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Oneida County first responders train for fires and crashes involving electric vehicles

Oneida County first responders learn how to deal with electric vehicles in the event of a crash or fire.
Katie Thoresen
Oneida County first responders learn how to deal with electric vehicles in the event of a crash or fire.

Right now, electric vehicles make up about 14% of all vehicle sales globally. That’s projected to more than double by 2030.

As more EV’s hit the road, first responders need to know how to react to accidents and fires for those vehicles.

Nathan Bates with the Rhinelander Fire Department hasn’t had to respond to an electric vehicle fire. Though he’s now feeling more confident if he does.

“Whether it's an electric vehicle, a gas vehicle, the biggest thing is we're prepared for it. That's why we had this awesome training today that they hosted,” said Bates.

Rhinelander GM and Wisconsin Chevy Dealers sponsored EVsafe Training at the Rhinelander Fire Department Wednesday.

“This opportunity was brought up when we got together all of the Chevy dealers and said, ‘How can we educate a larger group in the knowledge of EVs and the safety behind EVs?’ We thought, what better than a program that's already out there, this trainer was a perfect fit to come up here and train everyone,” said Tarsie Goes, Rhinelander GM’s Marketing Coordinator.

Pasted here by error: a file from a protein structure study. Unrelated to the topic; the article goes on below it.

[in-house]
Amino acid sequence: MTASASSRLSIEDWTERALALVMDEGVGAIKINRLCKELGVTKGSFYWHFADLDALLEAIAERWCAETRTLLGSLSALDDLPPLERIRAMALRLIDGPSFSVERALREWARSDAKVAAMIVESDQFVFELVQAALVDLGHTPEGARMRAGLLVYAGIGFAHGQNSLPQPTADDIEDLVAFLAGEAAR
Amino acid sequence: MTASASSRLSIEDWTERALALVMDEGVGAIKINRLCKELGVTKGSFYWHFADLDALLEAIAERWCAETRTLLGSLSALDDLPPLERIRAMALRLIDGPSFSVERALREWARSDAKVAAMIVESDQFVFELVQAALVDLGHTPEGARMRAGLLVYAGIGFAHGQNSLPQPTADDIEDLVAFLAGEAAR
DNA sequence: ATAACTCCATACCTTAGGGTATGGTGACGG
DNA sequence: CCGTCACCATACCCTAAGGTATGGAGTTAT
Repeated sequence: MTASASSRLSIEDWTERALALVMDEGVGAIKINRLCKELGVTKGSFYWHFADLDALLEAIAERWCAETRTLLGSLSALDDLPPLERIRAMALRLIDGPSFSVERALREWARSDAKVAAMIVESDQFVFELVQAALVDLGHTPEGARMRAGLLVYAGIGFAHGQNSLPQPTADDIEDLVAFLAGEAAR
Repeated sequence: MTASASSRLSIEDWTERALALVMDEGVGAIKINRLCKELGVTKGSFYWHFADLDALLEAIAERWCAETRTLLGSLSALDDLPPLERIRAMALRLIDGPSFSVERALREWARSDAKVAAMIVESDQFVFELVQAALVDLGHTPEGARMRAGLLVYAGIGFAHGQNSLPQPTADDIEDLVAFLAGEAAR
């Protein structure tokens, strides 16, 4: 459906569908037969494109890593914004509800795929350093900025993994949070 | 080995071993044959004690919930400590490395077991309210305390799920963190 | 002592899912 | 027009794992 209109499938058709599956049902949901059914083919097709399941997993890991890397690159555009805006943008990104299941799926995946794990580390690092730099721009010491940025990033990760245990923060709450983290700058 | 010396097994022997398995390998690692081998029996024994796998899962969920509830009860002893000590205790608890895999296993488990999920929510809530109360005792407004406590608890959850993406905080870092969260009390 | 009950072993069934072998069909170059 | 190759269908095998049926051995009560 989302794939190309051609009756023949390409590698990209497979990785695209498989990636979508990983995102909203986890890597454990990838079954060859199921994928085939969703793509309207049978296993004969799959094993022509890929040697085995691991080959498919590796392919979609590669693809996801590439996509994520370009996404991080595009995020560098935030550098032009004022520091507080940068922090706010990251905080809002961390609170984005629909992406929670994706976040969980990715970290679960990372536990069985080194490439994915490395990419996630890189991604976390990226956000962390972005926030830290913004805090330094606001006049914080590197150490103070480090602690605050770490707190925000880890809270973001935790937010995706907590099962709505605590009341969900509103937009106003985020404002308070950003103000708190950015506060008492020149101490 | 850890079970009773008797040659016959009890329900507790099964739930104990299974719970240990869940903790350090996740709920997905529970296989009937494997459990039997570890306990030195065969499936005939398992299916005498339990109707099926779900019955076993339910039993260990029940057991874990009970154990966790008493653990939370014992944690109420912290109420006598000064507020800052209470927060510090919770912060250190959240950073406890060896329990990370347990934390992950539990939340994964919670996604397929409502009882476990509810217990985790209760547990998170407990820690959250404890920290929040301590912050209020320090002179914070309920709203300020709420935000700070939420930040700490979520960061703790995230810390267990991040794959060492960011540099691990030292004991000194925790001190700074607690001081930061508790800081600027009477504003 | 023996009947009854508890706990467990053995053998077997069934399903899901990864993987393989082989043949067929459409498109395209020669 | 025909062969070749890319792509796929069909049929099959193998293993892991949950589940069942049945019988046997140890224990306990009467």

To be clear, Electric Vehicle fires are relatively rare.

EV’s have about a .3% likelihood to ignite. Whereas gas-powered vehicles have around 1.05% likelihood.

Still, EVs have other risks for responders like electric shock and toxic gases from the high-voltage lithium-ion batteries.

The vehicles are also built differently than gas-powered cars and trucks.

Part of the training focused on how to cut into vehicles and safely get people out in the event of a crash.

“It's a major concern. Based off the different things for extrication on vehicles like this, it can be very dangerous for us. It was good to go over and have a good review of it today, the different points for extrication and the different hazards and you know how to kind of handle them,” said Bates.

Rhinelander GM brought in EVs for people in the training to get familiarized with.

The training was open to local first responders and two truck drivers.

Wisconsin Chevy Dealers are hosting two more of these trainings with EVsafe Thursday and Friday in Wisconsin Rapids and Stevens Point.

Katie Thoresen is WXPR's News Director/Vice President.
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